Retail sales rose 1.7% in October, the Census Bureau reported on Tuesday, in what could be an early read of the economy ahead of Thanksgiving and the Christmas holiday season.
The number compares to a revised 0.8% gain in September and forecasts for a gain of around 1.5% and comes amid rising consumer pessimism over surging inflation and continued shortages of goods.
Retail trade sales were up 1.9% for the month and 14.8% year over year, while gasoline sales spiked 46.8% from last year, driven by higher per-gallon prices.
Retail sales are a key component of the nation’s gross domestic product in an economy where consumer spending accounts for more than two-thirds. After a dip in the third quarter, analysts are looking for the economy to close strongly as the delta variant of the coronavirus fades.
Goldman Sachs recently updated its forecast, saying growth over the next few quarters would average a 4% annual rate as the service sector continues to reopen, consumers quench their pent-up demand and businesses continue to restock inventories.
However, the Wall Street firm warned the economy will “contend with a large and steady headwind from diminishing fiscal support that we believe will ultimately leave GDP growth near potential by late 2022.”
A separate report from NPD, a retail industry observer, found general merchandise revenue grew 19% in the first week of November, with consumers focusing on post-pandemic categories like fashion and beauty supplies.
Unit sales rose 4% during the same period, suggesting higher prices played a role in the strong sales numbers.
“Consumers are clearly rushing to get some product before it’s gone, but that is not the sole source of this year’s early holiday shopping vigor,” Marshal Cohen, chief retail industry adviser for NPD, said in a statement.
“With supply chain complications and inflation concerns top of mind for consumers, many – if not most – used October as an extension to the holiday shopping season getting a head start before Halloween,” says Dave Cesaro, retail and consumer behavior expert at marketing data firm Vericast.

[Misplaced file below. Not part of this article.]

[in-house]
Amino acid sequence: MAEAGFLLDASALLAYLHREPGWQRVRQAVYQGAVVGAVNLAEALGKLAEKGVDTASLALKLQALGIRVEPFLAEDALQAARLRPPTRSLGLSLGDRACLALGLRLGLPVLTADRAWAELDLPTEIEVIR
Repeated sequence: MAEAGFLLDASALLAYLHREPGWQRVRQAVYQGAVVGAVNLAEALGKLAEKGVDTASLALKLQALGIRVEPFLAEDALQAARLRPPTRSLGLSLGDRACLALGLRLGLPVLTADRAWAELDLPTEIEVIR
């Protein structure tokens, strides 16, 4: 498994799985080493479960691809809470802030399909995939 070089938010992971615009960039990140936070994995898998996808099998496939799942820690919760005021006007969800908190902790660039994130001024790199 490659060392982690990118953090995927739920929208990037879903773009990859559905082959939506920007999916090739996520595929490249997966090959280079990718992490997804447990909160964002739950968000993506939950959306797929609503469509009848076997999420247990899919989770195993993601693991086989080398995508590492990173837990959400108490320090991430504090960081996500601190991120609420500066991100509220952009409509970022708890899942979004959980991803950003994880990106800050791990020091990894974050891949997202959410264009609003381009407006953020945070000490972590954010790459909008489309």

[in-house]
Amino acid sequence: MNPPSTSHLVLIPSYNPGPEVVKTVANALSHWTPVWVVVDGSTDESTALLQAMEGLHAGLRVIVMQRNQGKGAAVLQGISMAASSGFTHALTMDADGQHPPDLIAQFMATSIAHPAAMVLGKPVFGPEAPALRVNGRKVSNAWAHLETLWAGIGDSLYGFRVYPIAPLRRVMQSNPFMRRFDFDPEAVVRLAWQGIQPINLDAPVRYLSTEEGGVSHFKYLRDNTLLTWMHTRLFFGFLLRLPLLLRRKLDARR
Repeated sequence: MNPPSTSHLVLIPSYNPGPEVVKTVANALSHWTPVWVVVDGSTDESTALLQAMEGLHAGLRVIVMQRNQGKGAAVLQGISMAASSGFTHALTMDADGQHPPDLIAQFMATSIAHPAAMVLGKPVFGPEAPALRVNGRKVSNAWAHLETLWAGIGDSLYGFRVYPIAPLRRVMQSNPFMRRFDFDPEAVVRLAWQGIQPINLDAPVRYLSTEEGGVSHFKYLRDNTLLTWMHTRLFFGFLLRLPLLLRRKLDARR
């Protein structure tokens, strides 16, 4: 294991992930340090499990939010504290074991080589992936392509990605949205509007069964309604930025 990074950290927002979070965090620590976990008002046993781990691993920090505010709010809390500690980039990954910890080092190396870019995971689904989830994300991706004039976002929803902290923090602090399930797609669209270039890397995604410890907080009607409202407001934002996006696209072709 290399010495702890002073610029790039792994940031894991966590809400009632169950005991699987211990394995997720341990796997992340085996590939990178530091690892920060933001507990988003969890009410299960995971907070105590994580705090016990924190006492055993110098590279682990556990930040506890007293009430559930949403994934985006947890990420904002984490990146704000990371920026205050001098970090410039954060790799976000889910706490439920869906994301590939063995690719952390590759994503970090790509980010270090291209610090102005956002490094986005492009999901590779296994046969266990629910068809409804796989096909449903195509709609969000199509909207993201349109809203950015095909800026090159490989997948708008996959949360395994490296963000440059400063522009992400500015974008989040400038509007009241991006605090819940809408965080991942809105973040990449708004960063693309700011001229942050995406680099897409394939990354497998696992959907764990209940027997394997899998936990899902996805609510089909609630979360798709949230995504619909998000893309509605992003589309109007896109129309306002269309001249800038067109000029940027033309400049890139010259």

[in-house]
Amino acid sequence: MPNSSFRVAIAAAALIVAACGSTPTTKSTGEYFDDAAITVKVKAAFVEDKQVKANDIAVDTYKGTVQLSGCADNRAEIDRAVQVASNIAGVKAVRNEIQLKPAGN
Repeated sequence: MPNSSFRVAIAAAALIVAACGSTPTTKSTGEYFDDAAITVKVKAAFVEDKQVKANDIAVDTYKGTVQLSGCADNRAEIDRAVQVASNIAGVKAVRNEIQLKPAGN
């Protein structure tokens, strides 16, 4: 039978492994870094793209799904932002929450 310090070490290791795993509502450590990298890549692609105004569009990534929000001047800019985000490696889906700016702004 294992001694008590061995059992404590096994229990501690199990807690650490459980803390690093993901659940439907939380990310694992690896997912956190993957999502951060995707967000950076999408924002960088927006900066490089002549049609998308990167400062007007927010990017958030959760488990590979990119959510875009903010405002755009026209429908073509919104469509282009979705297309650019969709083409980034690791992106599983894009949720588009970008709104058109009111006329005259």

“In addition, I’m hearing from retailers that more shoppers are returning to stores,” Cesaro adds. “Retailers are using multiple communication vehicles such as email, social media and a resurgence of print circulars and catalogs to entice shoppers to shop early and save.”
Retailers moved ahead of schedule this year amid reports of shortages, with stores putting out Christmas merchandise by Halloween. But even that may not have been soon enough for some categories, while the notion of standing in line at midnight for Black Friday may not pan out the way it has in previous years.
Angelica Gianchandani, a practitioner in residence and brand marketing expert at the University of New Haven, says shoppers may need to change their expectations away from large-screen TVs and smartphones because of supply bottlenecks to experiences such as ski lift tickets, cooking lessons and the like.
“The whole concept of a Black Friday where you have the sprint to get there and camp out is irrelevant” this year, she says.
A pair of major retailers reported strong third-quarter earnings Tuesday, with Home Depot seeing sales rise 9.8% in the period and Walmart posting 4% sales growth with total revenue of $140.53 billion topping estimates of $153.6 billion.
In the U.S., Walmart said same-store sales grew by 9.2%, excluding fuel, above expectations.